Mussington pleased with proposal for training centre

Louis Mussington. (Robert Luckockphoto)


MARIGOT–Opposition Councillor Louis Mussington says he is very pleased with French Labour Minister Muriel Pénicaud’s recent announcement to create an apprentice training centre in St. Martin during a meeting in Hotel de la Collectivité with representatives from various training institutions.

  “She clearly outlined her desire to have a master plan for professional training in St. Martin,” he said. “We need to profit from the expected slow pace of the reconstruction effort to prepare our young people via these training courses, so they can be in line for jobs in construction. It’s welcome news and the training institutes were very interested given the number of workers out of a job now. We need to be vigilant that the commitments made on Saturday are followed up with action in the months to come.”

  Returning to the last Territorial Council meeting, Mussington also said he was very happy with the unanimous vote to have bilingual education in St. Martin, something that he has always advocated for St. Martin.

  “It’s finally an opportunity to teach the children in English and French. And English will not only be a subject but a language of instruction as well. I’ve always said we are losing our young people because of the language barrier. On numerous occasions I’ve been to the Education Ministry to highlight its importance. There are two articles in the organic law referring to it and that’s due to my efforts to say this is the way to go about it. And I’m very encouraged by Vice-President Annick Petrus in charge of education to take this battle to the end. She has my full support.”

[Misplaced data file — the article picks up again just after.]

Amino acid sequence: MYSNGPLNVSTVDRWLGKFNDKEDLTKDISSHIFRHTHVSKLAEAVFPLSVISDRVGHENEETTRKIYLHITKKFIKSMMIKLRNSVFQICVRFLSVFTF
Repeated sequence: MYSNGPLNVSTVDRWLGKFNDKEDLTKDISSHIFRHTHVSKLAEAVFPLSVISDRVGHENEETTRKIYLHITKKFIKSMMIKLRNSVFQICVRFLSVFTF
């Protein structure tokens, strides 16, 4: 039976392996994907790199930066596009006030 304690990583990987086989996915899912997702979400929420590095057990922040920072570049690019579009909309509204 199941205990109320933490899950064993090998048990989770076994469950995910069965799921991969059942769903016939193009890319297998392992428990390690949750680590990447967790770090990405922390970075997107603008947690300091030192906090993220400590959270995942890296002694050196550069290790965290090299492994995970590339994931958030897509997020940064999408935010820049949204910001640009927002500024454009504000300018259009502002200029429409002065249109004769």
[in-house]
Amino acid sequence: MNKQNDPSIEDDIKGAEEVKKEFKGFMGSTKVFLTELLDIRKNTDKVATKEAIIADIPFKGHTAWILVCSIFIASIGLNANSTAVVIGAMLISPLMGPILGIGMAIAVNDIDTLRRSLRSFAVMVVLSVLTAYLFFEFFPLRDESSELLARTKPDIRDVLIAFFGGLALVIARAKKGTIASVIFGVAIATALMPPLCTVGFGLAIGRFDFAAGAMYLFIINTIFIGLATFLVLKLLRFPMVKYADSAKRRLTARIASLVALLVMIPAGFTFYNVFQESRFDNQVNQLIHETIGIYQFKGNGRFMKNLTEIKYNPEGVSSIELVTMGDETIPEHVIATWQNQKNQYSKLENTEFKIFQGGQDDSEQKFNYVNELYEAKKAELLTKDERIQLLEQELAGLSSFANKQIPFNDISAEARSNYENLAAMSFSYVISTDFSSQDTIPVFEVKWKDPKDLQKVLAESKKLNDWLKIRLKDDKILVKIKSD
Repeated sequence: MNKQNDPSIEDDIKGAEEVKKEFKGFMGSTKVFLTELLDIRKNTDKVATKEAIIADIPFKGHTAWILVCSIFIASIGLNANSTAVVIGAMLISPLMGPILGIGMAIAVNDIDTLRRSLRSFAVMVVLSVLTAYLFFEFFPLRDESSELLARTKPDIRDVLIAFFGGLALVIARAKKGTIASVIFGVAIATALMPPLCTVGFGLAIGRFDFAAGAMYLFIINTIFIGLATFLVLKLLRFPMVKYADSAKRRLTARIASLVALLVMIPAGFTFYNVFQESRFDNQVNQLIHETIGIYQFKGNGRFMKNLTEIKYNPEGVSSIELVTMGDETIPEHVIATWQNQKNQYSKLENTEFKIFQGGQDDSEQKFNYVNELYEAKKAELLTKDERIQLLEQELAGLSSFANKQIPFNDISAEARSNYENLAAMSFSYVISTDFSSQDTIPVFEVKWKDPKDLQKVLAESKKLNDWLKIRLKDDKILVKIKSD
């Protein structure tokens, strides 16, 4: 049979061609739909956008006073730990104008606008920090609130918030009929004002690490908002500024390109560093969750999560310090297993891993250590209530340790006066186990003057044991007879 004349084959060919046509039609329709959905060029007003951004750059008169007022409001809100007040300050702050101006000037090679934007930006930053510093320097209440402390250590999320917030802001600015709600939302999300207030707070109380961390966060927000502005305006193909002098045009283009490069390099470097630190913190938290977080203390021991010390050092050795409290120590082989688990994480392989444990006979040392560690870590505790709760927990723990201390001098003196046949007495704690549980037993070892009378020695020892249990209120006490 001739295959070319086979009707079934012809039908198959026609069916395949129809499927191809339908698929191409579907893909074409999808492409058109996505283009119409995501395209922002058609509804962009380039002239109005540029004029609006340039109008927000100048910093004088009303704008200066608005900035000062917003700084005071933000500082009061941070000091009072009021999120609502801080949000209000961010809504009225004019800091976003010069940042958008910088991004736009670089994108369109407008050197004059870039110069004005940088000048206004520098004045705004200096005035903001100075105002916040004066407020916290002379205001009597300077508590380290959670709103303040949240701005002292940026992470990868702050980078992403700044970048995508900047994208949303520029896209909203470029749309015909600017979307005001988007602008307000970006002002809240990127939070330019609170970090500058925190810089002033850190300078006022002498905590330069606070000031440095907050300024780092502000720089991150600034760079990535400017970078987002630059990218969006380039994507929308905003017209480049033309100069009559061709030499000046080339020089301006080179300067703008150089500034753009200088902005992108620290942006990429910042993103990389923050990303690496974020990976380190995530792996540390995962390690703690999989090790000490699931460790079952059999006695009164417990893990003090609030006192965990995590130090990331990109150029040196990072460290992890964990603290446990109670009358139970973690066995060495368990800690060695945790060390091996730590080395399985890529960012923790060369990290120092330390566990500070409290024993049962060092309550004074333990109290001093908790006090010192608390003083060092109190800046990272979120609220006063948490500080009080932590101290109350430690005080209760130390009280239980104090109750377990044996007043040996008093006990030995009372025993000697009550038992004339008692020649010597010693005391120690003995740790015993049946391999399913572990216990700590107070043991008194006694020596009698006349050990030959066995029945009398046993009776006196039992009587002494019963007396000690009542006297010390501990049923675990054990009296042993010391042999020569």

He noted there’s a meeting in January 2018 with the Ministry of Education to discuss the issue of recruitment of bilingual St. Martiners to become teachers.

  On another point he noted there are four schools, two in Grand Case and two in Sandy Ground, that were not too badly damaged in the hurricanes and he questioned why they could not be urgently repaired so they can accommodate pupils who will be coming back home from Guadeloupe or Martinique.

  “If that repair work isn’t done there won’t be enough classrooms available when school restarts in January. And it conflicts with the hours of the Rhythm Scolaire.”

  At the Territorial Council meeting Mussington also drew President Gibbs’s attention to the Fire Department situation in St. Martin.

  “It’s an unacceptable one because it concerns security of persons and property. The Fire Station is supposed to operate with no less than 12 firemen on shift. But there are times when the shift has far less than that. It’s irresponsible. Whether it’s a fire occurring at the same time as an accident on the road, you need to have an adequate number of firemen available. They are taking too long to get to the emergency because of being short-staffed. I also drew the Prefete’s attention to the matter seeing that we are going into the festive season.”

  He added its time for St. Martin to take back the running of the Fire Department locally, and not by Guadeloupe.

  “We are paying 2.6-million euros annually to the headquarters in Basse Terre, Guadeloupe, and we are not seeing the results for the money that we are paying via the management contract. It’s an opportunity for young St. Martiners to train to become professional firemen.”

Source: The Daily Herald